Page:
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Old 23-01-2015, 08:46 PM posted to alt.food.wine
santiago santiago is offline
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Default Chateau Larose-Trintaudon Haut-Medoc 2007

Michael Nielsen wrote in
:

Chateau Larose-Trintaudon Haut-Medoc 2007 ***

First time I buy a cheap french wine in a supermarket in many years
paid off. I was shopping and saw this one for 16E, and I felt
adventurous. Haut Medoc/Paulliac


Pauillac, you mean

are my favourite french regions, so
there was a chance I'd like it, while I didnt expect much since I
never had one in a supermarket that was good. It was a dark fruity
with mineral, but very smooth, lacking some texture (that could have
given it 4 stars). Not as acidic and thin as french wine often is.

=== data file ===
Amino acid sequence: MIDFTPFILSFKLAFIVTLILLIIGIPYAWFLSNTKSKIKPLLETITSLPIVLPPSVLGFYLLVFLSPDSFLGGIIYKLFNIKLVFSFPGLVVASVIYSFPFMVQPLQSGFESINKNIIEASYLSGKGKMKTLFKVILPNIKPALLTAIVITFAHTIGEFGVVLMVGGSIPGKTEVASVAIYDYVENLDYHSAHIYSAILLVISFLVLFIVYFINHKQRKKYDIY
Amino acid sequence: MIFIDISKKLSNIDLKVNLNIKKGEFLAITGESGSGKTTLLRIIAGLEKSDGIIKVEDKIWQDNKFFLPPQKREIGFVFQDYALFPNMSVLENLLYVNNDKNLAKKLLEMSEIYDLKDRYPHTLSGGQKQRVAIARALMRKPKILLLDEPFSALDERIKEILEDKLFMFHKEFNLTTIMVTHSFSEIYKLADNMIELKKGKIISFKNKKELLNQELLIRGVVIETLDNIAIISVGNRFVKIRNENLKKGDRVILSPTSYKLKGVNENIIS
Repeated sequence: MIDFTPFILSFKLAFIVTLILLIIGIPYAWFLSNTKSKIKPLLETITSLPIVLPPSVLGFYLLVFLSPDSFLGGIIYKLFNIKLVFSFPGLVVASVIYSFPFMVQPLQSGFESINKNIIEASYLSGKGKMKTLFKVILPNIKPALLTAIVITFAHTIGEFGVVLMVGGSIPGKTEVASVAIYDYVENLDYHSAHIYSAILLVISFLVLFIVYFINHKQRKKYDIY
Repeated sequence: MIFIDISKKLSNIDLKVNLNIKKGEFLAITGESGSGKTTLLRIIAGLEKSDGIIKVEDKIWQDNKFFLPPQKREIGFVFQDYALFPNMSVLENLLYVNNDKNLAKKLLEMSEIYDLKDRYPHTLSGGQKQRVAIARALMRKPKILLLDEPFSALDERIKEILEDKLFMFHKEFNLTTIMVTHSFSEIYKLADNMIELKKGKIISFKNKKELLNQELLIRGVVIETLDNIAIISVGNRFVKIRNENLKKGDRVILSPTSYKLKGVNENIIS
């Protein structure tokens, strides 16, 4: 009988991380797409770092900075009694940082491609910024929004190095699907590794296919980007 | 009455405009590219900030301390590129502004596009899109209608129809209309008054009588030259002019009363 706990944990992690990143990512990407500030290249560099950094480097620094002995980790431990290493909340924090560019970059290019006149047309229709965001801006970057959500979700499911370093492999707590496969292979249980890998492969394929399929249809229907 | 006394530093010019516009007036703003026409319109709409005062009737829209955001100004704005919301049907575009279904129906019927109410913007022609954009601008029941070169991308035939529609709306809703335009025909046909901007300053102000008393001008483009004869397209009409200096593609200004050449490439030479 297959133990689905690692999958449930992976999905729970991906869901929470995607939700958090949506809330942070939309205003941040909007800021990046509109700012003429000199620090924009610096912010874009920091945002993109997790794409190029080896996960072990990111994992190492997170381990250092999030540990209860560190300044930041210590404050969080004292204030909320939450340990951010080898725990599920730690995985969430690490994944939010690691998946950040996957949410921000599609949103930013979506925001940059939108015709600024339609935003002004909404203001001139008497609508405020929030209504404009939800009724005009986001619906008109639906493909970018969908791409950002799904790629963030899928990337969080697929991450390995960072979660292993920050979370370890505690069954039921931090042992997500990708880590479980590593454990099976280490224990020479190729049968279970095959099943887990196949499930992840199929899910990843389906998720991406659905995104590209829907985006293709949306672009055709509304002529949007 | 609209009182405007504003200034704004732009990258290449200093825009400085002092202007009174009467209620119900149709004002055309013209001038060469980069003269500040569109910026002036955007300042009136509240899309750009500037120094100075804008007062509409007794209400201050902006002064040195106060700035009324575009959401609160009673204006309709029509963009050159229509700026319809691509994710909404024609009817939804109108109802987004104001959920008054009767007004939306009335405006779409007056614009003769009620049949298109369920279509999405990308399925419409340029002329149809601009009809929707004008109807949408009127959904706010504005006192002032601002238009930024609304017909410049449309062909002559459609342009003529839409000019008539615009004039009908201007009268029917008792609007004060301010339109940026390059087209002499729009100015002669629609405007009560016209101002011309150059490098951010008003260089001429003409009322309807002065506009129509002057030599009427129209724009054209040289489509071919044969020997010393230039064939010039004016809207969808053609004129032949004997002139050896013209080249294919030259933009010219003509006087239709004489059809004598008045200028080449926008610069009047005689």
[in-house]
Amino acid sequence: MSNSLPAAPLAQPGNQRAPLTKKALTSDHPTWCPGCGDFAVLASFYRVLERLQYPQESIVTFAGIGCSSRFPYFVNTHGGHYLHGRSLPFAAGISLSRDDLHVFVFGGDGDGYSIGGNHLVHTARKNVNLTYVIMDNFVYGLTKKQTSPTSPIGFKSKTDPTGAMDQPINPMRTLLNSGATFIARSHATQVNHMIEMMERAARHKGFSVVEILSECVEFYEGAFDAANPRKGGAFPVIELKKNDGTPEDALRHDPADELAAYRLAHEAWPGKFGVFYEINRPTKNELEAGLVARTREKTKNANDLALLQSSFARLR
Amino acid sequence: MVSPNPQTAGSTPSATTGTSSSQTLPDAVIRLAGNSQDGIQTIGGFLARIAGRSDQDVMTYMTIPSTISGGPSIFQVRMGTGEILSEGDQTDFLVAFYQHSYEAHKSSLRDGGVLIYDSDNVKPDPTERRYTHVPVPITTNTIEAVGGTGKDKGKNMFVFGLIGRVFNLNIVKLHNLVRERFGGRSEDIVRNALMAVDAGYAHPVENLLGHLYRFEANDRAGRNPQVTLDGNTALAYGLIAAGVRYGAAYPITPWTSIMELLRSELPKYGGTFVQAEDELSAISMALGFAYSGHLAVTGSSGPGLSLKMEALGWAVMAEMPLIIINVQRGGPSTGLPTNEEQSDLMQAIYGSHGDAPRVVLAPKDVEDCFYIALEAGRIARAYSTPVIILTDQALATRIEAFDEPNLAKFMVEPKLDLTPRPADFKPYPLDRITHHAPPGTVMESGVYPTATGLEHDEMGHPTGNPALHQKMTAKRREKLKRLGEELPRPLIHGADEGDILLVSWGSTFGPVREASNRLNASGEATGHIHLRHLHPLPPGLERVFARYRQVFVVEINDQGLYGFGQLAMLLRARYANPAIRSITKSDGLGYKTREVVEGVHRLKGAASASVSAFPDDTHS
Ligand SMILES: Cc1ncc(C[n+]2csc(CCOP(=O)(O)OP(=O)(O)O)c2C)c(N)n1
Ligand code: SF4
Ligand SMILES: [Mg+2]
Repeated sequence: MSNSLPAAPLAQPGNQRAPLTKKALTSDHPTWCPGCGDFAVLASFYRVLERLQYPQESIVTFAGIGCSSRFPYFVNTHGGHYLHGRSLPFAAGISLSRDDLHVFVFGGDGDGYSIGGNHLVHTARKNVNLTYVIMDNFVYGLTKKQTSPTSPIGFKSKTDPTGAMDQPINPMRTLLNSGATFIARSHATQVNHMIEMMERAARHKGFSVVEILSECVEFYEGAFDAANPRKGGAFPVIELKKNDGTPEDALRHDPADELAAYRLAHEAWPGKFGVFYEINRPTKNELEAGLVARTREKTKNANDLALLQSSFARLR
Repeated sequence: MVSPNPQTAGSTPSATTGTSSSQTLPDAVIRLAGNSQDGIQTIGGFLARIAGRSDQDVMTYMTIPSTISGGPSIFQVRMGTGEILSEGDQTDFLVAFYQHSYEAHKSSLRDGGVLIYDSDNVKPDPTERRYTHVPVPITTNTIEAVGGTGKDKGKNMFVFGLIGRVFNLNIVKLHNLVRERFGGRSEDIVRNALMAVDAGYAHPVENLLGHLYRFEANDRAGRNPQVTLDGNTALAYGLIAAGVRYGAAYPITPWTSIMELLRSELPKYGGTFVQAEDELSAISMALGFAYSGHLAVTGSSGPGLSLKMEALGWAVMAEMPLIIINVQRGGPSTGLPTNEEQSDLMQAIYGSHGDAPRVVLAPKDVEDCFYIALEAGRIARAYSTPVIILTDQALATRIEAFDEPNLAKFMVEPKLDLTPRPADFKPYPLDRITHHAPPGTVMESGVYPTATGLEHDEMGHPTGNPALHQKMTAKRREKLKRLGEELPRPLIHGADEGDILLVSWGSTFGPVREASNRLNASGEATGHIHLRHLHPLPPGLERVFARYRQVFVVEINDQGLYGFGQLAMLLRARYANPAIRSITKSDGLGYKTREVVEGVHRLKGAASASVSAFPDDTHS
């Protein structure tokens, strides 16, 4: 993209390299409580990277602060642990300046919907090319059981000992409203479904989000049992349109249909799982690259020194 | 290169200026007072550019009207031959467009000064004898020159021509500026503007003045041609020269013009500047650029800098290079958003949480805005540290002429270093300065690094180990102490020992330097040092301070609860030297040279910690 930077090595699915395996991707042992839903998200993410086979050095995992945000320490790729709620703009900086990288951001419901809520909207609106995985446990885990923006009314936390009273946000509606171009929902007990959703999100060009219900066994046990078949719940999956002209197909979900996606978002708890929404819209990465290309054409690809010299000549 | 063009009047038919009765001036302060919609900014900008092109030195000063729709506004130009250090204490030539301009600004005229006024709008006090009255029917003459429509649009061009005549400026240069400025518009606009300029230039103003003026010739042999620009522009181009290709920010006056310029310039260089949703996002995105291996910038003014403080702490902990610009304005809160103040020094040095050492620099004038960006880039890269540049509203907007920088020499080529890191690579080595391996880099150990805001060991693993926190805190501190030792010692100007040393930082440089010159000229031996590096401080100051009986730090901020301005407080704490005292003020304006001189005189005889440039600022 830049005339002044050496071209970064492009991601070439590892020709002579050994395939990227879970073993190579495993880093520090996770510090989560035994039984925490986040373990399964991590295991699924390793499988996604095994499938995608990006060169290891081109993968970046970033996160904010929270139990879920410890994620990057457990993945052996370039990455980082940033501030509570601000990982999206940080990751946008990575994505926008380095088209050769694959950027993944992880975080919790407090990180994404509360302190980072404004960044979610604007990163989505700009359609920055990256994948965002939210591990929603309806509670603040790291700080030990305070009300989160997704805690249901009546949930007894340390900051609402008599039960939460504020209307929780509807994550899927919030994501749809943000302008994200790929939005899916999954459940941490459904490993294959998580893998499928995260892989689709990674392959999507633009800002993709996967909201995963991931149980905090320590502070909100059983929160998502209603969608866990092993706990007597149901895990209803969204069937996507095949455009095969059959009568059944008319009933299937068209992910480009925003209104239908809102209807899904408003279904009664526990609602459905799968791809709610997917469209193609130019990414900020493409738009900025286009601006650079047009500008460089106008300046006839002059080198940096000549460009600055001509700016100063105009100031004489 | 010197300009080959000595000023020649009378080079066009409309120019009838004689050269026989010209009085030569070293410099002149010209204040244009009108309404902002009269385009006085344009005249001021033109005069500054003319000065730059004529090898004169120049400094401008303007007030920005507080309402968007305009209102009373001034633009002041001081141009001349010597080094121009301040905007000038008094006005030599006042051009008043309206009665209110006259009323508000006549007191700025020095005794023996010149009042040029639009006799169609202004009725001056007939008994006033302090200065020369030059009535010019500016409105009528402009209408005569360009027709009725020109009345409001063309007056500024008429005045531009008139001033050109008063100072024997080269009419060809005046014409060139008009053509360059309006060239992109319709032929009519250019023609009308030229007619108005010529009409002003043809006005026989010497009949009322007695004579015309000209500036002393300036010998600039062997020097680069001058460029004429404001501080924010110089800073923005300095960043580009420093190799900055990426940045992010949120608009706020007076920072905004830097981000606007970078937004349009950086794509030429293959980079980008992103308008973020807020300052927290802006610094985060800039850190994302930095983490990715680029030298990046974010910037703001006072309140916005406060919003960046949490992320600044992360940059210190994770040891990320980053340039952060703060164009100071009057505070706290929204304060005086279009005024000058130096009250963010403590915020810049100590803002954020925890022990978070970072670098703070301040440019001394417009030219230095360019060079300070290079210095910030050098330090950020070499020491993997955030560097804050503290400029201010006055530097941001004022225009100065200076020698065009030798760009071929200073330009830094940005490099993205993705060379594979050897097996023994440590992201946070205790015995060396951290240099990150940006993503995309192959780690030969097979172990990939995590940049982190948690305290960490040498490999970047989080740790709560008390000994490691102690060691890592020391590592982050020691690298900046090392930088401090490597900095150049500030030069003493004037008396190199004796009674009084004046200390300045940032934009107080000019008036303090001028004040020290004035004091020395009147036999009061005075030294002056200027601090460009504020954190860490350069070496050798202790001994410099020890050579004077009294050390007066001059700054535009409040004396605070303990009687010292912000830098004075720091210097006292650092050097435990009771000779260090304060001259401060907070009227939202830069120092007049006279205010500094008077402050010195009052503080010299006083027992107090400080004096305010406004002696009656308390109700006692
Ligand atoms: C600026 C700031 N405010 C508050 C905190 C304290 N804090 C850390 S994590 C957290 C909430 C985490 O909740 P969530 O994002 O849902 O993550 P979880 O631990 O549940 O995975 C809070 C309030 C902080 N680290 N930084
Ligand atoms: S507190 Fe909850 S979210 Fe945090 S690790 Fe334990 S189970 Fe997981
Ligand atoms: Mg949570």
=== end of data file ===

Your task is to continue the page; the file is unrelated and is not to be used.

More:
Pictu

http://www.wiredforwine.com/featured...trintaudon-hau
t-medoc-2009-91pts


But was it 2007 or 2009? Very (very) different vintages. 2007 is a very
weak vintage, with plenty of diluted wines, and if you dislike french wines
for being "thin and acidic" this is the kind of Bordeaux vintage to avoid.

2009, on the other hand is an exhuberant, very ripe vintage for Bordeaux,
specially on the right bank. Saint-Emilion 2009 is not thin and acidic, you
can take that for granted. Try Sansonnet 2009 and tell me if you think this
is thin big grin


For what is worth, considering french wine as thin and acidic is quite
unfair, since France is quite a large country with a high diversity of
terroirs. You cannot compare a red from Anjou and one from Languedoc-
Roussillon.

If you like riper reds, I think you should concentrate on Saint Emilion in
Bordeaux, and then the wines closer to the Mediterranean Sea: Languedoc
Roussillon, Rhone Sud, Provence...

A hint: Domaine de la Janasse Vin de Pays de la Principauté d'Orange "Terre
de Bussiere". A wine of 12 euros that tastes as a wine of 25 euros. And it
is clearly ripe (which is the style of Janasse). If you find Janasse thin
and acidic, then clearly french wine is not for you.